Cholesterol drugs may help even the healthy

By Daniel Q. Haney

Associated Press

ANAHEIM, Calif. — Even heart patients with seemingly normal cholesterol levels live longer and better if they take cholesterol-lowering drugs, a discovery that could vastly increase the number of people using these already ubiquitous medicines.

The findings emerge from the largest experiment ever to test the power of so-called statin drugs, which already are recommended for about 36 million Americans at risk of dying from heart disease. The study was partially financed by Merck &Co., which makes Zocor, the statin used in the study.

Other statin drugs include Pravachol, Lipitor, Mevacor and Lescol. While the statin used in the study was Merck’s Zocor, Dr. Rory Collins of Oxford University, who directed the study, said he believes that all brands of statins are effective.

The study was conducted on 20,536 people who were considered at high risk of heart disease. Earlier research had not settled whether they specifically benefit from statin therapy.

One-third of the patients in the study had cholesterol levels that were already below the level recommended for statin treatment in the latest U.S. health guidelines. Yet they, like everyone else in the study, lowered their risk of new heart attacks and strokes by one-third if they took the drugs.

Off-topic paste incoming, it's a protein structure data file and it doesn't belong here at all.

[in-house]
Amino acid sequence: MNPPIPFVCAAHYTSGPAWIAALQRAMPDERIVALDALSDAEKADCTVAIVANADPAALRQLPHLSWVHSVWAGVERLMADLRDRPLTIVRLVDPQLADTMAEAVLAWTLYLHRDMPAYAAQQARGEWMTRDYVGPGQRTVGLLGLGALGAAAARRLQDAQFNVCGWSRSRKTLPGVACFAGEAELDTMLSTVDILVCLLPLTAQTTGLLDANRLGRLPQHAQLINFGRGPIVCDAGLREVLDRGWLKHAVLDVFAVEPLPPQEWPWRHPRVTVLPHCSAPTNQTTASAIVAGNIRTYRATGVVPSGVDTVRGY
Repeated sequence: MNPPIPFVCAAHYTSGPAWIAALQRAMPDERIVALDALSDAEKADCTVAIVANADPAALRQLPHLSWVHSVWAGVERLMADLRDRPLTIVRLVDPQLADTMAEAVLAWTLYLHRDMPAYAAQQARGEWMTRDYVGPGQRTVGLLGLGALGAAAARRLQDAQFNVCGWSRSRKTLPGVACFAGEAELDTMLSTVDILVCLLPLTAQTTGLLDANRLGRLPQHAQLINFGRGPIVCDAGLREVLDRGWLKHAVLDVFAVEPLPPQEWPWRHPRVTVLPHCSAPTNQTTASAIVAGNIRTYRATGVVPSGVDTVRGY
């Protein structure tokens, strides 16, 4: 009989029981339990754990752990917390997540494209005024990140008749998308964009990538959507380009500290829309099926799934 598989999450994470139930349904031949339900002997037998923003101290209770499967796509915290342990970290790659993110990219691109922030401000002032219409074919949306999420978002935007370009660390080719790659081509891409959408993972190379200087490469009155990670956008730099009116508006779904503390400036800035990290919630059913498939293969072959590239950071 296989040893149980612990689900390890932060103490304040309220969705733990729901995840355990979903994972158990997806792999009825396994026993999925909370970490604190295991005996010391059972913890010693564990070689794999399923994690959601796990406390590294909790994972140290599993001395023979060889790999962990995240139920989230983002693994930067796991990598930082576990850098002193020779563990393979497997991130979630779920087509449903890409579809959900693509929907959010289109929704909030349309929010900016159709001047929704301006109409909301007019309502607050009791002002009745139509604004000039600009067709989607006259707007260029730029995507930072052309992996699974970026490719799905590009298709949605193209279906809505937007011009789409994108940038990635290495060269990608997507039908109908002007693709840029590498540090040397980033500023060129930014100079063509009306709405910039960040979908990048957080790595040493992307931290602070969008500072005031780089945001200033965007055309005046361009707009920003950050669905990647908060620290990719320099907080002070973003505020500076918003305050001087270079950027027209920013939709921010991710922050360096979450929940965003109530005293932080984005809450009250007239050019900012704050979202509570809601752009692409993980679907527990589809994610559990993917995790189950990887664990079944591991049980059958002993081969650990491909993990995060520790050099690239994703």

"This means that anybody who has any evidence of heart disease should be on a statin," commented Dr. Antonio Gotto, dean of Cornell University’s medical school.

About 25 million people worldwide already take statins. Collins estimated that the latest findings mean about 200 million worldwide would benefit from the drugs, roughly double the number for whom they are currently recommended.

The 5 1/2-year study involved men and women ages 40 to 80. They were considered at high risk because of diabetes, previous heart attacks and other signs of clogged arteries, such as poor circulation in their legs.

The study was the first to include substantial numbers of diabetics with no outward signs of heart trouble, as well as women and people over age 70.

Besides lowering the risk of heart attacks and strokes by one-third, the study found that statins also reduced the need for arterial surgery, balloon angioplasty and amputations.

The study, conducted at 69 British hospitals, cost $32 million. It was financed by England’s Medical Research Council, the British Heart Foundation, Merck and Roche Vitamins Ltd. The results were released at a meeting of the American Heart Association.

Guidelines issued last May by the U.S. National Cholesterol Education Program recommend statin treatment for heart disease patients whose levels of LDL, the bad cholesterol, are above 130. For levels between 100 and 130, the guidelines say treatment is at the doctor’s discretion.

In this study, 33 percent of the patients had LDL cholesterol below 116.

Copyright ©2001 Associated Press. All rights reserved. This material may not be published, broadcast, rewritten, or redistributed.

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